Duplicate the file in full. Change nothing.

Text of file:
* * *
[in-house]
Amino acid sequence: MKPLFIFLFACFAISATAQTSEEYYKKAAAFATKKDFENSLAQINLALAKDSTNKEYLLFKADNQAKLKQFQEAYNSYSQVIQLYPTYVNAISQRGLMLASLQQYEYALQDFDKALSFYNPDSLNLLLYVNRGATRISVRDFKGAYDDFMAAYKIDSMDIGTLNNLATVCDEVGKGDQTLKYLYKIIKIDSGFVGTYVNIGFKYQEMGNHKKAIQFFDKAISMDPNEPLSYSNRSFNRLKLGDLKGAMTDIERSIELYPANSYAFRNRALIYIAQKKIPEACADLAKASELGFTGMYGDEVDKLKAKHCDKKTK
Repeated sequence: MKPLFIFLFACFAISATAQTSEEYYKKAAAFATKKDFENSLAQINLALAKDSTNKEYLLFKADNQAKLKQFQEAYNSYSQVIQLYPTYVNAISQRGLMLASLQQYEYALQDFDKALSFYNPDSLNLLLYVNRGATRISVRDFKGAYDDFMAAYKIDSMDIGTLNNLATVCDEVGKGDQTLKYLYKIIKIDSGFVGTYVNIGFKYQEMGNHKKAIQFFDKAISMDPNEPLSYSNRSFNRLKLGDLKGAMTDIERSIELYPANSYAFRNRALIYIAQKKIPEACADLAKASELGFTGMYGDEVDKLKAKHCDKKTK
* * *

[in-house]
Amino acid sequence: MKPLFIFLFACFAISATAQTSEEYYKKAAAFATKKDFENSLAQINLALAKDSTNKEYLLFKADNQAKLKQFQEAYNSYSQVIQLYPTYVNAISQRGLMLASLQQYEYALQDFDKALSFYNPDSLNLLLYVNRGATRISVRDFKGAYDDFMAAYKIDSMDIGTLNNLATVCDEVGKGDQTLKYLYKIIKIDSGFVGTYVNIGFKYQEMGNHKKAIQFFDKAISMDPNEPLSYSNRSFNRLKLGDLKGAMTDIERSIELYPANSYAFRNRALIYIAQKKIPEACADLAKASELGFTGMYGDEVDKLKAKHCDKKTK
Repeated sequence: MKPLFIFLFACFAISATAQTSEEYYKKAAAFATKKDFENSLAQINLALAKDSTNKEYLLFKADNQAKLKQFQEAYNSYSQVIQLYPTYVNAISQRGLMLASLQQYEYALQDFDKALSFYNPDSLNLLLYVNRGATRISVRDFKGAYDDFMAAYKIDSMDIGTLNNLATVCDEVGKGDQTLKYLYKIIKIDSGFVGTYVNIGFKYQEMGNHKKAIQFFDKAISMDPNEPLSYSNRSFNRLKLGDLKGAMTDIERSIELYPANSYAFRNRALIYIAQKKIPEACADLAKASELGFTGMYGDEVDKLKAKHCDKKTK